There are pitfalls to establishing hospital chains, but if management is given enough independence and cultures across sites are harmonised, it can work wonders, Swiss chief executive Axel Paeger tells Jennifer Trueland
Leadership at all levels committed to and capable of involving all staff in a common set of core values
Since Dr Paeger became chief executive of the Zurich based AMEOS Group - which he founded in 2002 - it has become one of Europe’s leading healthcare providers, with 61 healthcare facilities, including 39 hospitals and a workforce of more than 10,000.
‘The company’s success is in part due to a strong focus on regionality’
An important part of the company’s success has been a strong focus on regionality, effectively building health services into chains covering a radius of around 50 miles between around 10 hospitals.
There are, he says, valuable synergies created by the chains, which have been built up in various ways including acquisitions of existing facilities.
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“There are synergies of cost,” Dr Paeger says. “The administration services for our hospitals are run at regional level. If you have two people in a finance department [in one hospital] looking after salaries and both are ill you have to employ a third person [as back up].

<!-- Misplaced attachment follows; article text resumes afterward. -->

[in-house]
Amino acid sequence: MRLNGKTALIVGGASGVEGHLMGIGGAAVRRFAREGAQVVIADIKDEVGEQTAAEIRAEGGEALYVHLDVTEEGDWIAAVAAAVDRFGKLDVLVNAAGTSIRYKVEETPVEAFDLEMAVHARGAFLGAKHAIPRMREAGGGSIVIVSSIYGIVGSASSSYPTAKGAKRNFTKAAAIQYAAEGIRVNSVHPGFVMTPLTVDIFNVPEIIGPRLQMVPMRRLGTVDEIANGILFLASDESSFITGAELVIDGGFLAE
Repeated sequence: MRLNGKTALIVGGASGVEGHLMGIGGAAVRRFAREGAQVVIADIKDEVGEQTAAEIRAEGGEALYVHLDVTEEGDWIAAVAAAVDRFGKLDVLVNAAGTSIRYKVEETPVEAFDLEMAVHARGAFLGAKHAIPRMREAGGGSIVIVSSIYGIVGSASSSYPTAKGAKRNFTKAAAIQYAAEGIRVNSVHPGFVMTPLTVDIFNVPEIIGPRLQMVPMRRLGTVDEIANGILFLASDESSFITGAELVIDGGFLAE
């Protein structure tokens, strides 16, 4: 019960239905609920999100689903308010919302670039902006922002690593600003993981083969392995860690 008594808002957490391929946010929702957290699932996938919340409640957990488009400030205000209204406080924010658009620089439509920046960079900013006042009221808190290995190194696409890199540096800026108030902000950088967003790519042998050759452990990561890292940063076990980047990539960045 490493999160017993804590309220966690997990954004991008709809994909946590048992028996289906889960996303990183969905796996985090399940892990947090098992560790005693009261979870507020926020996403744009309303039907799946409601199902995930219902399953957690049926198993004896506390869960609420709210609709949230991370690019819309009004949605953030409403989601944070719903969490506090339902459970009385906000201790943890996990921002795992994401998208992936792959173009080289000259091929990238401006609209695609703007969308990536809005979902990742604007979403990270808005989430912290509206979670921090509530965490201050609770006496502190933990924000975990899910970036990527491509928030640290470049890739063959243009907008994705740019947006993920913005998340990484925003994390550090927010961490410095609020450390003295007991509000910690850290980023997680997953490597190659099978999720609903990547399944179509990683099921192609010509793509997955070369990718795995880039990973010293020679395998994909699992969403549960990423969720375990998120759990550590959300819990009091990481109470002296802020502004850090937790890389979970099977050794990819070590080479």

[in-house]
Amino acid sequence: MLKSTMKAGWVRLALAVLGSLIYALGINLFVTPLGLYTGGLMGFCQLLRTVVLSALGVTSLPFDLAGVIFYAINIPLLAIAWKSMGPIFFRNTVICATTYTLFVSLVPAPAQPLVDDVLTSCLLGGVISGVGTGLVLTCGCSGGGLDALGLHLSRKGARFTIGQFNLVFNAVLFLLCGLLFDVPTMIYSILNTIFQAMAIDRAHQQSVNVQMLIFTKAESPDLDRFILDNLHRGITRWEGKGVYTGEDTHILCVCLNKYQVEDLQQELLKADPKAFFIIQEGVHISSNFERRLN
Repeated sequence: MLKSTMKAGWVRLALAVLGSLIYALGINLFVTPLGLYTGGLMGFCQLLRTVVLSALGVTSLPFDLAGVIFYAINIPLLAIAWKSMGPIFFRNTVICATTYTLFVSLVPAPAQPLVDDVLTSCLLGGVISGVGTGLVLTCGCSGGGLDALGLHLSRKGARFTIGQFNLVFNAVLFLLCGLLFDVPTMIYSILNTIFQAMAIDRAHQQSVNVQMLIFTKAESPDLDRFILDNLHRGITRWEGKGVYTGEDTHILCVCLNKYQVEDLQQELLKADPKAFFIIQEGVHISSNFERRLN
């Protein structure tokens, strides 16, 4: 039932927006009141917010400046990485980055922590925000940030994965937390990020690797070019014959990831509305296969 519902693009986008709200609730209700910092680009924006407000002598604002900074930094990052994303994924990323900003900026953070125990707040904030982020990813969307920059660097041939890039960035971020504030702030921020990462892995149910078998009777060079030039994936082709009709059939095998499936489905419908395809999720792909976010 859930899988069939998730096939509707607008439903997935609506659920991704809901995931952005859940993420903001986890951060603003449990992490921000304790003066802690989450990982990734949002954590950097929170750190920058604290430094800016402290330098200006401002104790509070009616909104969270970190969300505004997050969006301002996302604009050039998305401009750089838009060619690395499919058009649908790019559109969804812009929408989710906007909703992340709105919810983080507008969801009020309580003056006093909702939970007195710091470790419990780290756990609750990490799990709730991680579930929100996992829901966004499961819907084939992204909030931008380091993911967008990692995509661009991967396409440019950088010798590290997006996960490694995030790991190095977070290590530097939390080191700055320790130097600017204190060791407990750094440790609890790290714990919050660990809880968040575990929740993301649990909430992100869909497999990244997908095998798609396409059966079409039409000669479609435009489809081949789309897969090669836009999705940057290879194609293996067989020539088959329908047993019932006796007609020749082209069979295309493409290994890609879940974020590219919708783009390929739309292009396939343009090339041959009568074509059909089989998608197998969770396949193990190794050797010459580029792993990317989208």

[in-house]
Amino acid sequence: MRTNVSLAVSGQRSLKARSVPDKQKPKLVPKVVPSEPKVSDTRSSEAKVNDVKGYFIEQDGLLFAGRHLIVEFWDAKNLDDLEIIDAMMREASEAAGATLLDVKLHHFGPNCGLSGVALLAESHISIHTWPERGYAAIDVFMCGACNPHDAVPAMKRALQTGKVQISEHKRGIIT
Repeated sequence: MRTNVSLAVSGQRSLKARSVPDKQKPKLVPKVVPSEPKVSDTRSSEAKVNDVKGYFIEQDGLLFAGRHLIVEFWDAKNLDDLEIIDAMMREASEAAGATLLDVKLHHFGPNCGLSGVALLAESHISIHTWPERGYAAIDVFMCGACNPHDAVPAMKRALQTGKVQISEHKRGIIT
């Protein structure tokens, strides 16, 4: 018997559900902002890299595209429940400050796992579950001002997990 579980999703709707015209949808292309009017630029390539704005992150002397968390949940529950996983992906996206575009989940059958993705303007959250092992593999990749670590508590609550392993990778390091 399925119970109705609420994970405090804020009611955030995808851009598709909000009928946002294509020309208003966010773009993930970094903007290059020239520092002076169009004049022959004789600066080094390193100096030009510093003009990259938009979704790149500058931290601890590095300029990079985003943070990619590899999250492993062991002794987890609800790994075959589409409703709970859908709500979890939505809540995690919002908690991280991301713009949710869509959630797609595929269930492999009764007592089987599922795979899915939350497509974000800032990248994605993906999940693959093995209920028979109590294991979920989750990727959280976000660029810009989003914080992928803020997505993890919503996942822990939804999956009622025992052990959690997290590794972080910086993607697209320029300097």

“In a regional office you have 16 people that will do that job so if you have two people ill, then you still have 14 who are able to do it. It avoids waste.”
Secondary and tertiary services, such as radiology, laboratory services, facilities management and cleaning, are also run at a regional level. For example, while scans and X-rays are performed at any site, the radiologist works regionally.
“Only primary services need to be delivered at hospital sites,” he says.
Getting the culture right within a chain is important, Dr Paeger stresses. “It is our philosophy to have similar cultures in the hospitals in a region. If there were differences [between hospitals] it would be our aim to bring them together, to harmonise these cultures.